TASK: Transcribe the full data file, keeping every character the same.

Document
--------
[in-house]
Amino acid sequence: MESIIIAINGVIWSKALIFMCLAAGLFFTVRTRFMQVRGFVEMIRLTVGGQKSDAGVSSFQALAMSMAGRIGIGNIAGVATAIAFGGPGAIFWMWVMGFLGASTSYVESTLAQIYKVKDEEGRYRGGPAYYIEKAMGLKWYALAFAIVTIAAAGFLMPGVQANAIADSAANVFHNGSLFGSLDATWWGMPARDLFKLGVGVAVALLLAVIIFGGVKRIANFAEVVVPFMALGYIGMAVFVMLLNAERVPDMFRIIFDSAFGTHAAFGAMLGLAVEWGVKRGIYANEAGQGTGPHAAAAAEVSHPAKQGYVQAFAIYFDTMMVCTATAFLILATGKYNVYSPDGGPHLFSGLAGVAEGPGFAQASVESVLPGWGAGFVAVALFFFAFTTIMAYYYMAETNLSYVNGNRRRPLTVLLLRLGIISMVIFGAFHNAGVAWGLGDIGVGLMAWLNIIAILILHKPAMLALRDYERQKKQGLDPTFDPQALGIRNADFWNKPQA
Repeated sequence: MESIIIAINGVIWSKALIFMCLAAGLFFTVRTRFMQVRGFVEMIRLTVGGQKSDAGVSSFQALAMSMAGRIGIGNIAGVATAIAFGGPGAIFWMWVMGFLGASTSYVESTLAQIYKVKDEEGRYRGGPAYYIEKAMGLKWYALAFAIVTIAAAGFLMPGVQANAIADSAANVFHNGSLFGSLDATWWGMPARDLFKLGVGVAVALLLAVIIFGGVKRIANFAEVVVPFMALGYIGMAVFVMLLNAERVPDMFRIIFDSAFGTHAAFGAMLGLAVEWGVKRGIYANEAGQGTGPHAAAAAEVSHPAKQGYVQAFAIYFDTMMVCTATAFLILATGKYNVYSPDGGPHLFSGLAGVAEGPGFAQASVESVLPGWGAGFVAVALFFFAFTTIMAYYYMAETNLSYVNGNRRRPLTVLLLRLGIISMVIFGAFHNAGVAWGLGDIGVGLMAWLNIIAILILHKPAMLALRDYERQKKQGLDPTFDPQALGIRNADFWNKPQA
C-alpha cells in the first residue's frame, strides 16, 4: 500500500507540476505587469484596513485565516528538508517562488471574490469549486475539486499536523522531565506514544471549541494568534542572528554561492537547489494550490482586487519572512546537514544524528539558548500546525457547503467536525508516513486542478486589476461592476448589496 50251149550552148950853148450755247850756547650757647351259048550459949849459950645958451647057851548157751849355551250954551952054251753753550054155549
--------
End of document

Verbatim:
[in-house]
Amino acid sequence: MESIIIAINGVIWSKALIFMCLAAGLFFTVRTRFMQVRGFVEMIRLTVGGQKSDAGVSSFQALAMSMAGRIGIGNIAGVATAIAFGGPGAIFWMWVMGFLGASTSYVESTLAQIYKVKDEEGRYRGGPAYYIEKAMGLKWYALAFAIVTIAAAGFLMPGVQANAIADSAANVFHNGSLFGSLDATWWGMPARDLFKLGVGVAVALLLAVIIFGGVKRIANFAEVVVPFMALGYIGMAVFVMLLNAERVPDMFRIIFDSAFGTHAAFGAMLGLAVEWGVKRGIYANEAGQGTGPHAAAAAEVSHPAKQGYVQAFAIYFDTMMVCTATAFLILATGKYNVYSPDGGPHLFSGLAGVAEGPGFAQASVESVLPGWGAGFVAVALFFFAFTTIMAYYYMAETNLSYVNGNRRRPLTVLLLRLGIISMVIFGAFHNAGVAWGLGDIGVGLMAWLNIIAILILHKPAMLALRDYERQKKQGLDPTFDPQALGIRNADFWNKPQA
Repeated sequence: MESIIIAINGVIWSKALIFMCLAAGLFFTVRTRFMQVRGFVEMIRLTVGGQKSDAGVSSFQALAMSMAGRIGIGNIAGVATAIAFGGPGAIFWMWVMGFLGASTSYVESTLAQIYKVKDEEGRYRGGPAYYIEKAMGLKWYALAFAIVTIAAAGFLMPGVQANAIADSAANVFHNGSLFGSLDATWWGMPARDLFKLGVGVAVALLLAVIIFGGVKRIANFAEVVVPFMALGYIGMAVFVMLLNAERVPDMFRIIFDSAFGTHAAFGAMLGLAVEWGVKRGIYANEAGQGTGPHAAAAAEVSHPAKQGYVQAFAIYFDTMMVCTATAFLILATGKYNVYSPDGGPHLFSGLAGVAEGPGFAQASVESVLPGWGAGFVAVALFFFAFTTIMAYYYMAETNLSYVNGNRRRPLTVLLLRLGIISMVIFGAFHNAGVAWGLGDIGVGLMAWLNIIAILILHKPAMLALRDYERQKKQGLDPTFDPQALGIRNADFWNKPQA
C-alpha cells in the first residue's frame, strides 16, 4: 500500500507540476505587469484596513485565516528538508517562488471574490469549486475539486499536523522531565506514544471549541494568534542572528554561492537547489494550490482586487519572512546537514544524528539558548500546525457547503467536525508516513486542478486589476461592476448589496 50251149550552148950853148450755247850756547650757647351259048550459949849459950645958451647057851548157751849355551250954551952054251753753550054155549